One of the quotes that I’ve always kept top of mind and I’ve heard it many times over the years is, “In the mind of a beginner, all things are possible and in the mind of an expert, only a few.” What I love about that quote, and is especially for leaders, entrepreneurs; there’s this balance between owning your expertise and owning your space and being that credible expert to your clients and your prospective clients, and balancing that with really being curious and wanting to continue to learn and to challenge ourselves to not just do things the way that they’ve always been done, but to be willing to be uncomfortable and trying new ways of doing things so that we’re always growing and we don’t get stagnant.

Laurie Barkman:

That’s a great message and tie-in with everything we talked about today. I love that quote. That’s the first time anyone’s brought that up. If people want to connect with you, Amy, what’s a great way they can find you?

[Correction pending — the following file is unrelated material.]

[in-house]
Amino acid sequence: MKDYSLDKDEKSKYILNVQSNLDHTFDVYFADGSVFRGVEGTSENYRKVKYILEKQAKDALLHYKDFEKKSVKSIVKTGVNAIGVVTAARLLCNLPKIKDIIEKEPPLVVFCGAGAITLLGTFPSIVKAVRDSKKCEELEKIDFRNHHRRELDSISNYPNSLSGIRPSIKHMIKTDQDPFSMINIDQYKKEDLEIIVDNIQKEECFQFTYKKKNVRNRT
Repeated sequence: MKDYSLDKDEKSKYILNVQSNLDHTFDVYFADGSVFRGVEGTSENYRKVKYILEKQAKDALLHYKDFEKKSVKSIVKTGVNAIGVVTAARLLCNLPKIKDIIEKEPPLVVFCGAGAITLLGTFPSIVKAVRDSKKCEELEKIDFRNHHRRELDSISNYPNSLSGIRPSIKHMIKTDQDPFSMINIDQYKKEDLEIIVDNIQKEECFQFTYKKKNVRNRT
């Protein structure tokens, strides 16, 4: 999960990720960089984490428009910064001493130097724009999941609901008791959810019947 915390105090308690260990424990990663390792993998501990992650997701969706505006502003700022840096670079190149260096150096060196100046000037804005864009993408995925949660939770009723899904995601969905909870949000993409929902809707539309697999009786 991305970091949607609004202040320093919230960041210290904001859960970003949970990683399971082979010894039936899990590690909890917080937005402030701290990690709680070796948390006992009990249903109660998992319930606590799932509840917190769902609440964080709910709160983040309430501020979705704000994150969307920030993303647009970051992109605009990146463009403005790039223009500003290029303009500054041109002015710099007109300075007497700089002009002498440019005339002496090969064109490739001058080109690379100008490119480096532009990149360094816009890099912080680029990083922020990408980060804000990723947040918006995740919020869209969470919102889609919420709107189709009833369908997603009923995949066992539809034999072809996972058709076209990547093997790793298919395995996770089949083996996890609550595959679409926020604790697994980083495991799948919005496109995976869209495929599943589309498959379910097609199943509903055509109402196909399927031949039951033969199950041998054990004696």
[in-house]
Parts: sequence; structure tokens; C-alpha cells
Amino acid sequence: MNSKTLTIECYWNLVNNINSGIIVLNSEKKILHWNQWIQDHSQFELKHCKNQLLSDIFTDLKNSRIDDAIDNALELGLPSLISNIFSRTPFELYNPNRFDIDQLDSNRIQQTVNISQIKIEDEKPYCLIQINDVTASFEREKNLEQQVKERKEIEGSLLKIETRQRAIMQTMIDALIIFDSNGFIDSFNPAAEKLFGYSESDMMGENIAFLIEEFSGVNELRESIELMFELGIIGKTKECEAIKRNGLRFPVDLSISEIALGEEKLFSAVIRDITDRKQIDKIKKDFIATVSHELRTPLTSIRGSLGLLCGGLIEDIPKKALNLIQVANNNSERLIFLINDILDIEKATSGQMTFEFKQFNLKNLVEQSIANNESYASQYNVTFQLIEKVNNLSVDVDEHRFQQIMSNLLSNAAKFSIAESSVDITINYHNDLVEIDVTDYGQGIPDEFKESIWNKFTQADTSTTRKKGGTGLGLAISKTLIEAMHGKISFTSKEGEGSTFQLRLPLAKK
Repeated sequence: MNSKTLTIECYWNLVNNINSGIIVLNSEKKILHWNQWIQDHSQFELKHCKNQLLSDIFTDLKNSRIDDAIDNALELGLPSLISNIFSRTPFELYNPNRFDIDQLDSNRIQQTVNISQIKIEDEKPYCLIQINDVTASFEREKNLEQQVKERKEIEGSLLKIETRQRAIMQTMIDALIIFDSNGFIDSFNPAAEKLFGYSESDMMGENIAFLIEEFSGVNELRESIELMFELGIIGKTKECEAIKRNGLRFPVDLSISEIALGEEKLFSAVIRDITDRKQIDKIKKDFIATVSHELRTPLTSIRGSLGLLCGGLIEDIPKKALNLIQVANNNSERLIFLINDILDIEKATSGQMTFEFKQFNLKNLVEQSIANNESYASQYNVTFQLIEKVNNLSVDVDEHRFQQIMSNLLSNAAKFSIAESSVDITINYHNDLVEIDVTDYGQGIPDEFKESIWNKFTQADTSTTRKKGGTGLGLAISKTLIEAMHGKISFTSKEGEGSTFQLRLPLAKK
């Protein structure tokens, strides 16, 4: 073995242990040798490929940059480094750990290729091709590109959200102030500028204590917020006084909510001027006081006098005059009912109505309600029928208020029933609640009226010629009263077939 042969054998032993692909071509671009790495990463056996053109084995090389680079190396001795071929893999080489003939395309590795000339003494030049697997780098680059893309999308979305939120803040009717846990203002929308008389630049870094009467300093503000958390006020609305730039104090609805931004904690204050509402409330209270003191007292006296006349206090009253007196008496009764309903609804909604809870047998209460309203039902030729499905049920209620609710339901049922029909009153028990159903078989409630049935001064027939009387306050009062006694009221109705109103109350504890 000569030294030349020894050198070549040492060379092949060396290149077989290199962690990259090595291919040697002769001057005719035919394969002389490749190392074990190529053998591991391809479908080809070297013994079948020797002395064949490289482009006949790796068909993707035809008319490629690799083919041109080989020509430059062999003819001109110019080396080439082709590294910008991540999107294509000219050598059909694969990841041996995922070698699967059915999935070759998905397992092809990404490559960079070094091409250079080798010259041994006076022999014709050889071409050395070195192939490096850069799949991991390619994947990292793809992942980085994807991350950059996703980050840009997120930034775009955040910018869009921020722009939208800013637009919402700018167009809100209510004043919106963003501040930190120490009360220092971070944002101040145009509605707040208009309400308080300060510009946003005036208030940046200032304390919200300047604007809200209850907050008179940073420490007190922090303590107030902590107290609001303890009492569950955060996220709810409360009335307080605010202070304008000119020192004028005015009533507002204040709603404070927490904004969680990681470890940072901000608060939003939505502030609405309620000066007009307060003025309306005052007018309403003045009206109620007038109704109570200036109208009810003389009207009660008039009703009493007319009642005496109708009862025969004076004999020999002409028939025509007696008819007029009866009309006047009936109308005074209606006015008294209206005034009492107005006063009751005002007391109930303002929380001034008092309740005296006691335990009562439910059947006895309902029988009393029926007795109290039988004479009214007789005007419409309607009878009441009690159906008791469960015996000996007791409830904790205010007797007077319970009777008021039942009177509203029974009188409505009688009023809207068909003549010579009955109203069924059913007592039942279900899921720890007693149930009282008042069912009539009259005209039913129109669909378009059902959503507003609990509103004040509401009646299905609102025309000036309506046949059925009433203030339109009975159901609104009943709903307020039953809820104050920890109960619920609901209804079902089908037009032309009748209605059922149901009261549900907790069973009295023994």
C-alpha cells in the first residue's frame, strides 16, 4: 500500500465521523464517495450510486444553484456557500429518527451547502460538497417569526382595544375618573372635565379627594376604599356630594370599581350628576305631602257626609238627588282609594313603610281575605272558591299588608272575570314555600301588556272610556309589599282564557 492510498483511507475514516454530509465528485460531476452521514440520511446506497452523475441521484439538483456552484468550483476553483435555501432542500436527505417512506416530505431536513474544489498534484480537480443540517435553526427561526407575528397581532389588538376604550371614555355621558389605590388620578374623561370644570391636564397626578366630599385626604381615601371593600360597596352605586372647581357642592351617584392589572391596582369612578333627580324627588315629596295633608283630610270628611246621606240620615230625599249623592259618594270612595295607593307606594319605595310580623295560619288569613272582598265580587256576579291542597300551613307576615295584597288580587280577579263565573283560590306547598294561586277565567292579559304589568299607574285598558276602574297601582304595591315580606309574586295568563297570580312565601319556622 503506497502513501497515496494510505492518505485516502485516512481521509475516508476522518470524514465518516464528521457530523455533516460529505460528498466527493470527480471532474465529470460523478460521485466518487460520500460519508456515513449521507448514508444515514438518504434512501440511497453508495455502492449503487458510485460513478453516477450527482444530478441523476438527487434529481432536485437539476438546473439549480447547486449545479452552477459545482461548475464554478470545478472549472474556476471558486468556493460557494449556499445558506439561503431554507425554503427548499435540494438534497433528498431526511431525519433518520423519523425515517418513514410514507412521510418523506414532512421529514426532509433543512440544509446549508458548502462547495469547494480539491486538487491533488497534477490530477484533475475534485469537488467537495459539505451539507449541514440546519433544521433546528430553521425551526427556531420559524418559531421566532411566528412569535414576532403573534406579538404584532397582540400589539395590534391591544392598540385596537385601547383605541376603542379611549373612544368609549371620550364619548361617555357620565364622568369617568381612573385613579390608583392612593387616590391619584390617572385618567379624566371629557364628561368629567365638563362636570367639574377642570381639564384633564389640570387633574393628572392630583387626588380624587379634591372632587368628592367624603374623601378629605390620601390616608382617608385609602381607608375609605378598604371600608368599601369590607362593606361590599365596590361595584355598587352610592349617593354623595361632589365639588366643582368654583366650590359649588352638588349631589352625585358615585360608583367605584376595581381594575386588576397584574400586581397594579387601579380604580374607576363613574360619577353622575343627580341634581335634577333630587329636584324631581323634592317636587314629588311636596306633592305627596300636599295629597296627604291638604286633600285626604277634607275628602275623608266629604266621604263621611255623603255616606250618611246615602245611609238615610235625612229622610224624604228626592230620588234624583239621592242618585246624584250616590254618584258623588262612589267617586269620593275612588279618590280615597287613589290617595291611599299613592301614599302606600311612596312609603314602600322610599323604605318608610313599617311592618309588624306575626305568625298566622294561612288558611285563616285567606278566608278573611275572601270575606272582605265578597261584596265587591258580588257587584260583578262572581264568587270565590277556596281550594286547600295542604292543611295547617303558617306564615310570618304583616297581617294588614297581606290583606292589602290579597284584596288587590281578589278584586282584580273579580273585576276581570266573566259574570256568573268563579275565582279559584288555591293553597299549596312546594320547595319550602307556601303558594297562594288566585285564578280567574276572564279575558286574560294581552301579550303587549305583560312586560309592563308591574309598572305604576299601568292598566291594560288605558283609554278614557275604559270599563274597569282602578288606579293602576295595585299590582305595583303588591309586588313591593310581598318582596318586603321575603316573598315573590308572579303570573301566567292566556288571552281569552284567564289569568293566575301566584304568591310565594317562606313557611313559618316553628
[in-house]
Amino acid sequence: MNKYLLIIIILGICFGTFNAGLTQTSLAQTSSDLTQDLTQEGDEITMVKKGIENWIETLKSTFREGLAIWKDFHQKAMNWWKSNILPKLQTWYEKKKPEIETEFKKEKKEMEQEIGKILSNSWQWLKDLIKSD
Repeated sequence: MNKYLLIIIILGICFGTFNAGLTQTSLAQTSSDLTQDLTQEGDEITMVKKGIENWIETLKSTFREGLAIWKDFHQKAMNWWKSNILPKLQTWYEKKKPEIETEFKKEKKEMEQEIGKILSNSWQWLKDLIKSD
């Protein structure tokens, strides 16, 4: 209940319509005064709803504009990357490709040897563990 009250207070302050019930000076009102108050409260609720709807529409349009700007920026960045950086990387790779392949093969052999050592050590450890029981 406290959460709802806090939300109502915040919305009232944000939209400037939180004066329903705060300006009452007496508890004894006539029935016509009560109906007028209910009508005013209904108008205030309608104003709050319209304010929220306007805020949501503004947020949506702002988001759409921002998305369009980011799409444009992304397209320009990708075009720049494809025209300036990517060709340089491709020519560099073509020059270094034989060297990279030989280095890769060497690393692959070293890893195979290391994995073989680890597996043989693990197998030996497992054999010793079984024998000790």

Amy Franko:

The best two ways to find me. First, on my website, amyfranko.com, and then secondly, on LinkedIn. If you are listening or watching today, I would love for you to connect with me on LinkedIn and let me know that you heard or saw me on the show.

Laurie Barkman:

Thank you so much for sharing your wisdom about sales and sales process. It’s given us a lot of ideas, actionable ideas about how we might get out of the Rainmaker’s Dilemma. Thanks so much, Amy. 

Amy Franko:

Thank you, Laurie.